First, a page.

Students may elect to enroll in the applied clinical science program within the psychology major. The program prepares students for careers related to clinical psychology and provides the basis for graduate work in fields such as social work, counseling and school psychology. A 3.0 overall GPA is required to participate in the ACS concentration fieldwork courses.
ACS students must take:
|PS 272||Abnormal Psychology||3|
|PS 371||Clinical Psychology||3|
|PS 391||Applied Clinical Science Seminar (SL: Service Learning)||3|
|PS 393||Fieldwork in Applied Clinical Science (SL: Service Learning)||3|
|PS 394||Fieldwork in Applied Clinical Science (SL: Service Learning)||3|
The ACS program emphasizes:
- Mental health fields as possible careers.
- Conceptions of mental illness and the history of therapeutic methods.
- Counseling and other treatment techniques.
Industrial-Organizational Psychology Concentration
Students may elect to enroll in the industrial/organizational psychology program within the psychology major. The program exposes students to career possibilities in I-O psychology areas and provides the basis for further study related to fields such as I-O psychology and management. I-O psychology students must take:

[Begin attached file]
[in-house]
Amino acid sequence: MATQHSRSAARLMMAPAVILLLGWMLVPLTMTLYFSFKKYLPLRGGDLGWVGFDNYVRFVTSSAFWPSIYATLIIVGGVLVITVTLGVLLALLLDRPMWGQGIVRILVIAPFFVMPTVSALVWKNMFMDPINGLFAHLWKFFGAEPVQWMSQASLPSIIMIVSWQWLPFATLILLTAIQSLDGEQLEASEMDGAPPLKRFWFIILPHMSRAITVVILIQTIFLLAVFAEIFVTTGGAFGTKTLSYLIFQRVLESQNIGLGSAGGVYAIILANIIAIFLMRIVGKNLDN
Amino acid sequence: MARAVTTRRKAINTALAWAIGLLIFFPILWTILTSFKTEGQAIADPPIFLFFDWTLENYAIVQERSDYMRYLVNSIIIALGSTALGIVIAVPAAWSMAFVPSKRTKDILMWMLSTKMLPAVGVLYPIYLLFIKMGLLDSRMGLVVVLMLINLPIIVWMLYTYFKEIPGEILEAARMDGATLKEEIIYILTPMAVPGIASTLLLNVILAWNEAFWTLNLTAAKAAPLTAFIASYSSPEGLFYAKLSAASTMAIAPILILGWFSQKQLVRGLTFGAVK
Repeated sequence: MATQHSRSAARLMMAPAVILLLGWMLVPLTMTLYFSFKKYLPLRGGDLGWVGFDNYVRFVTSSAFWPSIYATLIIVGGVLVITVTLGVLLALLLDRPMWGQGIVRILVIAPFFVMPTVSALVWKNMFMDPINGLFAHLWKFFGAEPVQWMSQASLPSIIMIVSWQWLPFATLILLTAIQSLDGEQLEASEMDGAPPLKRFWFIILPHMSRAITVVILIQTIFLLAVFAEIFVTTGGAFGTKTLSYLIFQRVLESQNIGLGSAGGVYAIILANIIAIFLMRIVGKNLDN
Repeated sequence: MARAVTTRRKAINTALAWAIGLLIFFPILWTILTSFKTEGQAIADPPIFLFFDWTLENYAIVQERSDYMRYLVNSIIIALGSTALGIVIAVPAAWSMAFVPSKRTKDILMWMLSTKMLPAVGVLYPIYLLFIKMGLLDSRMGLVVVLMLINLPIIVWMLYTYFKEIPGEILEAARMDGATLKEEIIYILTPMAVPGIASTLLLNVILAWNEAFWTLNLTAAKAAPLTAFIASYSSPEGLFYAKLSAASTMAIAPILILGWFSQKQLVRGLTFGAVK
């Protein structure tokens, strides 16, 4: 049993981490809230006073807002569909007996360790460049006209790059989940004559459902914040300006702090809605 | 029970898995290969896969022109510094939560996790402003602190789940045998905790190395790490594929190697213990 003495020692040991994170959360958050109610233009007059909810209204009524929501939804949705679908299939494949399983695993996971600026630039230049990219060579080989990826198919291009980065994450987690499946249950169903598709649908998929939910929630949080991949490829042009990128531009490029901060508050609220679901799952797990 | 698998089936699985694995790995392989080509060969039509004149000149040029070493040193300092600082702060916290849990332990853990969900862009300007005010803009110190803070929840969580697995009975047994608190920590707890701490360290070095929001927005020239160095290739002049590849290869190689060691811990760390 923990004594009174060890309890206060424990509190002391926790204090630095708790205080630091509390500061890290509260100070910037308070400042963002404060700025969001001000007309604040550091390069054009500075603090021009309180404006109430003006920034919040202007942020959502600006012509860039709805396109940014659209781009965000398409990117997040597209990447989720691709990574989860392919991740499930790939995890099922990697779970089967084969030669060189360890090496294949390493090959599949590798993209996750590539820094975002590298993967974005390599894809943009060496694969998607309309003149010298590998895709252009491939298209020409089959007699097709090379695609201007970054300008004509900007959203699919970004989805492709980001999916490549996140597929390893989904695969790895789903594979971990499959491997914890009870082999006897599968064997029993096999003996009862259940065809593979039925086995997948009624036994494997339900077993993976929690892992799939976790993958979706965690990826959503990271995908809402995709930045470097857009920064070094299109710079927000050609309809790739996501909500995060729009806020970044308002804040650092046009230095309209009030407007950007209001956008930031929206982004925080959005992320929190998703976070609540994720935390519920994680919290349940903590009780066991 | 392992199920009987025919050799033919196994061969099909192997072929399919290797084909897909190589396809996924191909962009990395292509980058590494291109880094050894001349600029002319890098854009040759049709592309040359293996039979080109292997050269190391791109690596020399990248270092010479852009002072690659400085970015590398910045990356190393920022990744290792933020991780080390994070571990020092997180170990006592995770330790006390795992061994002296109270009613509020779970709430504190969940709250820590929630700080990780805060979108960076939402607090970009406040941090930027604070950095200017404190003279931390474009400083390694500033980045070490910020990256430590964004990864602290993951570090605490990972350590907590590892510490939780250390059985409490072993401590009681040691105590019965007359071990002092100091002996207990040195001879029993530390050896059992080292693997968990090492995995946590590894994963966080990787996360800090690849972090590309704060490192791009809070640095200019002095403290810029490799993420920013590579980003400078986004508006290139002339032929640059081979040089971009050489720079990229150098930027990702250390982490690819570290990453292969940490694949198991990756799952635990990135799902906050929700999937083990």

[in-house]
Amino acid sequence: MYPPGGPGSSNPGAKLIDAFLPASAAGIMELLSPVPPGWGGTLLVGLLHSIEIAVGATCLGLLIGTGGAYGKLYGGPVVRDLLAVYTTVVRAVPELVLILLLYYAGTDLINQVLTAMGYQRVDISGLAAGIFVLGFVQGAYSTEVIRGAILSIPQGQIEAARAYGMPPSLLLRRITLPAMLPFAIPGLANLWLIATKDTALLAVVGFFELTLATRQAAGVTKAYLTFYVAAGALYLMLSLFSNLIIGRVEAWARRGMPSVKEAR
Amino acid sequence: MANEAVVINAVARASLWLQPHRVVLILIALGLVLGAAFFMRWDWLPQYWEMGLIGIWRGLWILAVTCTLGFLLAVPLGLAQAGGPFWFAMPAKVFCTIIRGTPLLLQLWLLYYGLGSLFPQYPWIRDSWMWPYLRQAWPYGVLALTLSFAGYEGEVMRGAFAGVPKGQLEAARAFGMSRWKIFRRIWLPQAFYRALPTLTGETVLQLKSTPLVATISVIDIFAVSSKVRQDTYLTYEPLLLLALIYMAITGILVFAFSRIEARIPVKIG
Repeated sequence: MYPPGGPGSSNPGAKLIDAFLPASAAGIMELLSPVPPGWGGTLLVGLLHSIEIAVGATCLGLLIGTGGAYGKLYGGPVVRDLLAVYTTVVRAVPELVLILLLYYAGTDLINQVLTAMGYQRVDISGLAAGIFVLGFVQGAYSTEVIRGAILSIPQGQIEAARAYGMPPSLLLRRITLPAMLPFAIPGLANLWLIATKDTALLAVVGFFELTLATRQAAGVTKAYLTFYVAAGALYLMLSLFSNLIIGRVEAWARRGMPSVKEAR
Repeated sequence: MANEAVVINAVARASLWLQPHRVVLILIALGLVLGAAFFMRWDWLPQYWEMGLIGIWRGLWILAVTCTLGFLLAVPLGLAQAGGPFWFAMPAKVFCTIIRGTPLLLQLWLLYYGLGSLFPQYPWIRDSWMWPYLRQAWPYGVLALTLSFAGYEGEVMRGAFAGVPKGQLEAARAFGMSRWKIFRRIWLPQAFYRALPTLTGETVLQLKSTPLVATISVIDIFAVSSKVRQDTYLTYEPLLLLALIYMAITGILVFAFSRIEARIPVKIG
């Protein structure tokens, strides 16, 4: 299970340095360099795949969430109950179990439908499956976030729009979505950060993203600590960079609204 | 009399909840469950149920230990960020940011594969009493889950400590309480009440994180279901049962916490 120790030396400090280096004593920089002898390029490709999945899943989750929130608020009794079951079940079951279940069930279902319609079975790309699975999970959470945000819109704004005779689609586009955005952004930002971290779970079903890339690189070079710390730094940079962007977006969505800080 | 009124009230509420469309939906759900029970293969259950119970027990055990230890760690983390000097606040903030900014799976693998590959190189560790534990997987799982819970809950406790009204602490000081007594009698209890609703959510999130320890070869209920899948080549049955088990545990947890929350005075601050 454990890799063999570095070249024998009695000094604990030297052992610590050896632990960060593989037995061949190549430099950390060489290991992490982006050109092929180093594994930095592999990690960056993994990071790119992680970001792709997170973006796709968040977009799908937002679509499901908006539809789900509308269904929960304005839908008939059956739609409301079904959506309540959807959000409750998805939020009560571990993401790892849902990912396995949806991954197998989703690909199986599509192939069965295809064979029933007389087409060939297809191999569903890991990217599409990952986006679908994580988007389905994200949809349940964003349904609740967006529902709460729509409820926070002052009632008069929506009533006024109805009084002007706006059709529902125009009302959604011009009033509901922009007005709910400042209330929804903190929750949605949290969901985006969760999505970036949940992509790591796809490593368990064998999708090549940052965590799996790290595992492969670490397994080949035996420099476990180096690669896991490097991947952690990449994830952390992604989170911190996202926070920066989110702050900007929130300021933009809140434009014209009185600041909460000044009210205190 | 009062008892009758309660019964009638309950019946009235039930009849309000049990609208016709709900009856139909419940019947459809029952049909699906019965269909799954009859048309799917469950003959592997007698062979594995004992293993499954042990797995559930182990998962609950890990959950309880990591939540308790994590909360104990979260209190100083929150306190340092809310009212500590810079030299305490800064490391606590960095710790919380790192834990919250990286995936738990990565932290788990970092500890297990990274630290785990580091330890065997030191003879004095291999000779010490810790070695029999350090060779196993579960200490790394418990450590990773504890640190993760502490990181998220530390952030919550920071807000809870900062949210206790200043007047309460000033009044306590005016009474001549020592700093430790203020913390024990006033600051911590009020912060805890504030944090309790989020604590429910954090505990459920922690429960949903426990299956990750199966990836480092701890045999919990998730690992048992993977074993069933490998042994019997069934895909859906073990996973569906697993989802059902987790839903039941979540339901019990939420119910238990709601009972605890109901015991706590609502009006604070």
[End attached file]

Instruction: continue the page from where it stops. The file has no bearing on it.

|PS 265||Industrial-Organizational Psychology||3|
|PS 397||Fieldwork in Industrial/Organizational Psychology||3|
|Select one of the following:||3|
|Advanced Personnel Psychology|
|Advanced Organizational Psychology|
|Occupational Health Psychology|
The I-O psychology program emphasizes:
- The traditional research and practice of industrial-organizational psychology.
- Using psychological principles to study and improve working conditions.
- Mindfulness of the changing nature of work and the ability of the field to make innovations to match such changes.
College of Arts and Sciences Curriculum
The College of Arts and Sciences offers bachelor of arts and bachelor of science degrees. Students earning either degree must complete one foreign language through the 102-level, and all students are encouraged to pursue a balanced program of study.
In addition, students earning a bachelor of arts degree must fulfill separate requirements for breadth and depth of study.
For the breadth requirement, students must complete at least 3 credits in each of the four CAS disciplinary areas other than the area of the student’s major. These areas are fine arts, humanities, natural sciences and social sciences. A course taken to fulfill the CAS breadth requirement may not also be used to fulfill a UC requirement.
For the depth requirement, students must complete at least 9 credits within a single subject area other than that of the major. (A “subject area” is identified with a catalog subject code, such as PL, CJ, WS, MA, etc.)
A student enrolled in the Accelerated Dual-Degree BA/JD or BS/JD (3+3) program is exempt from these College of Arts and Sciences requirements, with the exception of the foreign language requirement. A student pursuing a double major is likewise exempt from these College of Arts and Sciences requirements, with the exception of the foreign language requirement.
Additional course details
Explore descriptions, schedule and instructor information using the Course Finder tool.